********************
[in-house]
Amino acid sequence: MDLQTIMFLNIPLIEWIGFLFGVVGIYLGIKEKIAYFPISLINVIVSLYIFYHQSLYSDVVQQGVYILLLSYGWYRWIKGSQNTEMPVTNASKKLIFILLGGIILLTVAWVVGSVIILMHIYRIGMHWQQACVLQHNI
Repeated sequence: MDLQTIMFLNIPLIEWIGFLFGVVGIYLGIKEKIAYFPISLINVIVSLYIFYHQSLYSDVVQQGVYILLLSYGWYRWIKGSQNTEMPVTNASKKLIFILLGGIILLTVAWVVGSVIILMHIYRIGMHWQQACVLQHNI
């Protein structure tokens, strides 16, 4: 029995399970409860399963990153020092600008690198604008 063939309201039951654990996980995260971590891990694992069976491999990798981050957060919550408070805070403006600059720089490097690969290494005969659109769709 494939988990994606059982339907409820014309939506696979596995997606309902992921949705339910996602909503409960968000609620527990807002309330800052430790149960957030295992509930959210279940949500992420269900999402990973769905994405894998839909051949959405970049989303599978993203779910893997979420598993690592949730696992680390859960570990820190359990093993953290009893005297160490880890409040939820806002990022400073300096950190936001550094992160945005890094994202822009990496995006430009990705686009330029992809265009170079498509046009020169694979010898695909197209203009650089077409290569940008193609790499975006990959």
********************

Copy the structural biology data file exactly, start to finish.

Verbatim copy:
[in-house]
Amino acid sequence: MDLQTIMFLNIPLIEWIGFLFGVVGIYLGIKEKIAYFPISLINVIVSLYIFYHQSLYSDVVQQGVYILLLSYGWYRWIKGSQNTEMPVTNASKKLIFILLGGIILLTVAWVVGSVIILMHIYRIGMHWQQACVLQHNI
Repeated sequence: MDLQTIMFLNIPLIEWIGFLFGVVGIYLGIKEKIAYFPISLINVIVSLYIFYHQSLYSDVVQQGVYILLLSYGWYRWIKGSQNTEMPVTNASKKLIFILLGGIILLTVAWVVGSVIILMHIYRIGMHWQQACVLQHNI
């Protein structure tokens, strides 16, 4: 029995399970409860399963990153020092600008690198604008 063939309201039951654990996980995260971590891990694992069976491999990798981050957060919550408070805070403006600059720089490097690969290494005969659109769709 494939988990994606059982339907409820014309939506696979596995997606309902992921949705339910996602909503409960968000609620527990807002309330800052430790149960957030295992509930959210279940949500992420269900999402990973769905994405894998839909051949959405970049989303599978993203779910893997979420598993690592949730696992680390859960570990820190359990093993953290009893005297160490880890409040939820806002990022400073300096950190936001550094992160945005890094994202822009990496995006430009990705686009330029992809265009170079498509046009020169694979010898695909197209203009650089077409290569940008193609790499975006990959």